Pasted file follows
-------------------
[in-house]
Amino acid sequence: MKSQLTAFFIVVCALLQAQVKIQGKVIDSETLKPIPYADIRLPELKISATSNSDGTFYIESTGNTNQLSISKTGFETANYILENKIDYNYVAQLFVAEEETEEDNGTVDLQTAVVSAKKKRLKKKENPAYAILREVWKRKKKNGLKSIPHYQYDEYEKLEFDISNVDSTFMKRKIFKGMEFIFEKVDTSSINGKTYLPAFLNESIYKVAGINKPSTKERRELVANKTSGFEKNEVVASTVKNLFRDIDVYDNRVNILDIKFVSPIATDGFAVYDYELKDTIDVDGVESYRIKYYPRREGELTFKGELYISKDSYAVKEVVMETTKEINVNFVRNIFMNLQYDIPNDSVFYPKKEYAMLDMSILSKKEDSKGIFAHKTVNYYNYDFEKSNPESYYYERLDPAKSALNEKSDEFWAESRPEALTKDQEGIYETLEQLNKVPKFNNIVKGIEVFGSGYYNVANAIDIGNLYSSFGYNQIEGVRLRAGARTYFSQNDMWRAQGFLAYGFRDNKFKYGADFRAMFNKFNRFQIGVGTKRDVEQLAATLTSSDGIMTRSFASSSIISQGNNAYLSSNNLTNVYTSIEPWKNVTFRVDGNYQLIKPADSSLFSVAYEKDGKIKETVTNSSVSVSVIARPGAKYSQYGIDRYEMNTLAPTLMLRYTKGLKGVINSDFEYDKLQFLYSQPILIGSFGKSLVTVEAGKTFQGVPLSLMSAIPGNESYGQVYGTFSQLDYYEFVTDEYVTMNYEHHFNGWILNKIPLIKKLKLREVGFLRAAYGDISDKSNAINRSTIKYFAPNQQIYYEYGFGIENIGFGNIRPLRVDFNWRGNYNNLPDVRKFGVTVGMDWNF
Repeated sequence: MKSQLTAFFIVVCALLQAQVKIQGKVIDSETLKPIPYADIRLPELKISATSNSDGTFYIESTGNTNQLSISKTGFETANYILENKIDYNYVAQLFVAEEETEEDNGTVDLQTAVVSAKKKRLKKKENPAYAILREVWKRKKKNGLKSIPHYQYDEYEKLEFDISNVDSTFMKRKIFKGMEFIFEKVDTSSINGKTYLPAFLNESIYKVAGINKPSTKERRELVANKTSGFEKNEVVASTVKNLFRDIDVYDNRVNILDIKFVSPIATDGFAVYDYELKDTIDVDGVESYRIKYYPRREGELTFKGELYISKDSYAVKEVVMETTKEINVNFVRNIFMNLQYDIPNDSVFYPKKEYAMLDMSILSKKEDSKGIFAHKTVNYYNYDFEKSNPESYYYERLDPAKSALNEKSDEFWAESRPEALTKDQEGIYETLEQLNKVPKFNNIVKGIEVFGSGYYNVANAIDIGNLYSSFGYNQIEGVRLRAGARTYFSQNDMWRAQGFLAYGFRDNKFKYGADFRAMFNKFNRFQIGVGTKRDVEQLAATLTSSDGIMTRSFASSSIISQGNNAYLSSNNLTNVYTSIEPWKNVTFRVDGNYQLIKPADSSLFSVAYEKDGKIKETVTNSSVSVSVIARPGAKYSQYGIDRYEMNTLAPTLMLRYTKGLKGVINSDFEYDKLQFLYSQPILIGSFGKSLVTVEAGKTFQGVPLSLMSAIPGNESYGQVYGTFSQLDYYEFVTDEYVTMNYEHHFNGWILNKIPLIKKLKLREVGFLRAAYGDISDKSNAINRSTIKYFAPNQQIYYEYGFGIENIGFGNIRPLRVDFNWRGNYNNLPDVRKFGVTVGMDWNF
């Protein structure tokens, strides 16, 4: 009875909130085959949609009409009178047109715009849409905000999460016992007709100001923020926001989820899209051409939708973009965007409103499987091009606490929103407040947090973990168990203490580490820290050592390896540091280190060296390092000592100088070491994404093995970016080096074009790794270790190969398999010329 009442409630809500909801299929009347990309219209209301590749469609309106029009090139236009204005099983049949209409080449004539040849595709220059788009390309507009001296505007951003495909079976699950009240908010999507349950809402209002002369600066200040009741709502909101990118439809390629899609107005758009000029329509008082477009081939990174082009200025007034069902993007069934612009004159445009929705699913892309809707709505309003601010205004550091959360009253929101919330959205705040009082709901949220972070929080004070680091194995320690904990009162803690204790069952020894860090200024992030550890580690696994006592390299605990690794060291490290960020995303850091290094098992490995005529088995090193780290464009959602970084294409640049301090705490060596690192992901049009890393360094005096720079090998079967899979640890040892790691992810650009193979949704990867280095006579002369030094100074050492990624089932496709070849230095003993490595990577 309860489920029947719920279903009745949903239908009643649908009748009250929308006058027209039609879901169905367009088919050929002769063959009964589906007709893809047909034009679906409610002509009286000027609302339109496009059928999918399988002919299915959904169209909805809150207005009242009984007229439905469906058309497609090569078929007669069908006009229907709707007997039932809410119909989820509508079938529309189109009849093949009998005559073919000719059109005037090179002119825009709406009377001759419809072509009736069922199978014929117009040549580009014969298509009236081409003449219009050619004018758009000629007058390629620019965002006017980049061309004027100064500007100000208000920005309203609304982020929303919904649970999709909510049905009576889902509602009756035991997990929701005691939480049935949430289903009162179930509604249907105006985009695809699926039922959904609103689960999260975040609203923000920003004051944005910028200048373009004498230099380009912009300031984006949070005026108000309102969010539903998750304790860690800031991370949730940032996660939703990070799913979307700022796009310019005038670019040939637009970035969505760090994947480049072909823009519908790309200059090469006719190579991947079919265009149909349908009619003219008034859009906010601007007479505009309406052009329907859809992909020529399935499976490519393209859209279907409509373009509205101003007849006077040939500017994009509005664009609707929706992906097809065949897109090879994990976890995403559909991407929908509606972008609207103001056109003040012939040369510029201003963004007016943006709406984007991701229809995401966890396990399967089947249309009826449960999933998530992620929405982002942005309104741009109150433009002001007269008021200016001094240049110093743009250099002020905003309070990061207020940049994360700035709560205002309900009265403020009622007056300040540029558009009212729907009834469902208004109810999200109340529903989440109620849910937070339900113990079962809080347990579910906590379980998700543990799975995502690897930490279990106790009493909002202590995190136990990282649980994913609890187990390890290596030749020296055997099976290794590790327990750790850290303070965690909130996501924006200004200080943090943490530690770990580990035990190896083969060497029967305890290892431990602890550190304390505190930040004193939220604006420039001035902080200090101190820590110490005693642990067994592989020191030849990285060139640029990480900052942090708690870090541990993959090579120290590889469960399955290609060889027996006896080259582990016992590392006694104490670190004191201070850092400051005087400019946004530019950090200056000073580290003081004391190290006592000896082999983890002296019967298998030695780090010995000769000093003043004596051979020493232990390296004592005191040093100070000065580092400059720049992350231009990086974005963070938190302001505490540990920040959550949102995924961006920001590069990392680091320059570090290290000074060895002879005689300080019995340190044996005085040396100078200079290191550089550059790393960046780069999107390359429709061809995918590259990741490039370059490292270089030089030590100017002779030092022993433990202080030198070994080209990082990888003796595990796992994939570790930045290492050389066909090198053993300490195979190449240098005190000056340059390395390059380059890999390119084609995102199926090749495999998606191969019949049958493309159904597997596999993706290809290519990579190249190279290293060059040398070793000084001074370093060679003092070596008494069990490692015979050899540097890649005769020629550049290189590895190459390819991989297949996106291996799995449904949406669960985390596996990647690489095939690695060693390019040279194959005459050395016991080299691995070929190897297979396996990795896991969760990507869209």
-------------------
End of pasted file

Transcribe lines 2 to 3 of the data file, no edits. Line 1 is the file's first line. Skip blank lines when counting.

Amino acid sequence: MKSQLTAFFIVVCALLQAQVKIQGKVIDSETLKPIPYADIRLPELKISATSNSDGTFYIESTGNTNQLSISKTGFETANYILENKIDYNYVAQLFVAEEETEEDNGTVDLQTAVVSAKKKRLKKKENPAYAILREVWKRKKKNGLKSIPHYQYDEYEKLEFDISNVDSTFMKRKIFKGMEFIFEKVDTSSINGKTYLPAFLNESIYKVAGINKPSTKERRELVANKTSGFEKNEVVASTVKNLFRDIDVYDNRVNILDIKFVSPIATDGFAVYDYELKDTIDVDGVESYRIKYYPRREGELTFKGELYISKDSYAVKEVVMETTKEINVNFVRNIFMNLQYDIPNDSVFYPKKEYAMLDMSILSKKEDSKGIFAHKTVNYYNYDFEKSNPESYYYERLDPAKSALNEKSDEFWAESRPEALTKDQEGIYETLEQLNKVPKFNNIVKGIEVFGSGYYNVANAIDIGNLYSSFGYNQIEGVRLRAGARTYFSQNDMWRAQGFLAYGFRDNKFKYGADFRAMFNKFNRFQIGVGTKRDVEQLAATLTSSDGIMTRSFASSSIISQGNNAYLSSNNLTNVYTSIEPWKNVTFRVDGNYQLIKPADSSLFSVAYEKDGKIKETVTNSSVSVSVIARPGAKYSQYGIDRYEMNTLAPTLMLRYTKGLKGVINSDFEYDKLQFLYSQPILIGSFGKSLVTVEAGKTFQGVPLSLMSAIPGNESYGQVYGTFSQLDYYEFVTDEYVTMNYEHHFNGWILNKIPLIKKLKLREVGFLRAAYGDISDKSNAINRSTIKYFAPNQQIYYEYGFGIENIGFGNIRPLRVDFNWRGNYNNLPDVRKFGVTVGMDWNF
Repeated sequence: MKSQLTAFFIVVCALLQAQVKIQGKVIDSETLKPIPYADIRLPELKISATSNSDGTFYIESTGNTNQLSISKTGFETANYILENKIDYNYVAQLFVAEEETEEDNGTVDLQTAVVSAKKKRLKKKENPAYAILREVWKRKKKNGLKSIPHYQYDEYEKLEFDISNVDSTFMKRKIFKGMEFIFEKVDTSSINGKTYLPAFLNESIYKVAGINKPSTKERRELVANKTSGFEKNEVVASTVKNLFRDIDVYDNRVNILDIKFVSPIATDGFAVYDYELKDTIDVDGVESYRIKYYPRREGELTFKGELYISKDSYAVKEVVMETTKEINVNFVRNIFMNLQYDIPNDSVFYPKKEYAMLDMSILSKKEDSKGIFAHKTVNYYNYDFEKSNPESYYYERLDPAKSALNEKSDEFWAESRPEALTKDQEGIYETLEQLNKVPKFNNIVKGIEVFGSGYYNVANAIDIGNLYSSFGYNQIEGVRLRAGARTYFSQNDMWRAQGFLAYGFRDNKFKYGADFRAMFNKFNRFQIGVGTKRDVEQLAATLTSSDGIMTRSFASSSIISQGNNAYLSSNNLTNVYTSIEPWKNVTFRVDGNYQLIKPADSSLFSVAYEKDGKIKETVTNSSVSVSVIARPGAKYSQYGIDRYEMNTLAPTLMLRYTKGLKGVINSDFEYDKLQFLYSQPILIGSFGKSLVTVEAGKTFQGVPLSLMSAIPGNESYGQVYGTFSQLDYYEFVTDEYVTMNYEHHFNGWILNKIPLIKKLKLREVGFLRAAYGDISDKSNAINRSTIKYFAPNQQIYYEYGFGIENIGFGNIRPLRVDFNWRGNYNNLPDVRKFGVTVGMDWNF